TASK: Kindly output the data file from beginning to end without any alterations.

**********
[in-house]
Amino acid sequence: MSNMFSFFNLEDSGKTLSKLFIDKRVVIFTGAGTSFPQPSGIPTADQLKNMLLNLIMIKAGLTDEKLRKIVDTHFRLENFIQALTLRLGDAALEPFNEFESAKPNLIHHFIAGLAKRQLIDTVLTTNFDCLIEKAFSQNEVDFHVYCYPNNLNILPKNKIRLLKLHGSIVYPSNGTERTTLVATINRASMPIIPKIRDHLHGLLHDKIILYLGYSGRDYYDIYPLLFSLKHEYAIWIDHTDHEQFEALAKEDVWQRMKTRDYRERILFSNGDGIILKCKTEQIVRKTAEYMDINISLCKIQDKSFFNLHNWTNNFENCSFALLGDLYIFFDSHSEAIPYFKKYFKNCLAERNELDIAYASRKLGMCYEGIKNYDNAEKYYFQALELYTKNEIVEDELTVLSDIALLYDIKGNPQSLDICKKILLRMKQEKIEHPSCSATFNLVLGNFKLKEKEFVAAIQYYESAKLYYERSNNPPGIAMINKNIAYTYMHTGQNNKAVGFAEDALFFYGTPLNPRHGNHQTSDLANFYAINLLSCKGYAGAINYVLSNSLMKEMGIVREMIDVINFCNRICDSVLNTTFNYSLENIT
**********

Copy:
[in-house]
Amino acid sequence: MSNMFSFFNLEDSGKTLSKLFIDKRVVIFTGAGTSFPQPSGIPTADQLKNMLLNLIMIKAGLTDEKLRKIVDTHFRLENFIQALTLRLGDAALEPFNEFESAKPNLIHHFIAGLAKRQLIDTVLTTNFDCLIEKAFSQNEVDFHVYCYPNNLNILPKNKIRLLKLHGSIVYPSNGTERTTLVATINRASMPIIPKIRDHLHGLLHDKIILYLGYSGRDYYDIYPLLFSLKHEYAIWIDHTDHEQFEALAKEDVWQRMKTRDYRERILFSNGDGIILKCKTEQIVRKTAEYMDINISLCKIQDKSFFNLHNWTNNFENCSFALLGDLYIFFDSHSEAIPYFKKYFKNCLAERNELDIAYASRKLGMCYEGIKNYDNAEKYYFQALELYTKNEIVEDELTVLSDIALLYDIKGNPQSLDICKKILLRMKQEKIEHPSCSATFNLVLGNFKLKEKEFVAAIQYYESAKLYYERSNNPPGIAMINKNIAYTYMHTGQNNKAVGFAEDALFFYGTPLNPRHGNHQTSDLANFYAINLLSCKGYAGAINYVLSNSLMKEMGIVREMIDVINFCNRICDSVLNTTFNYSLENIT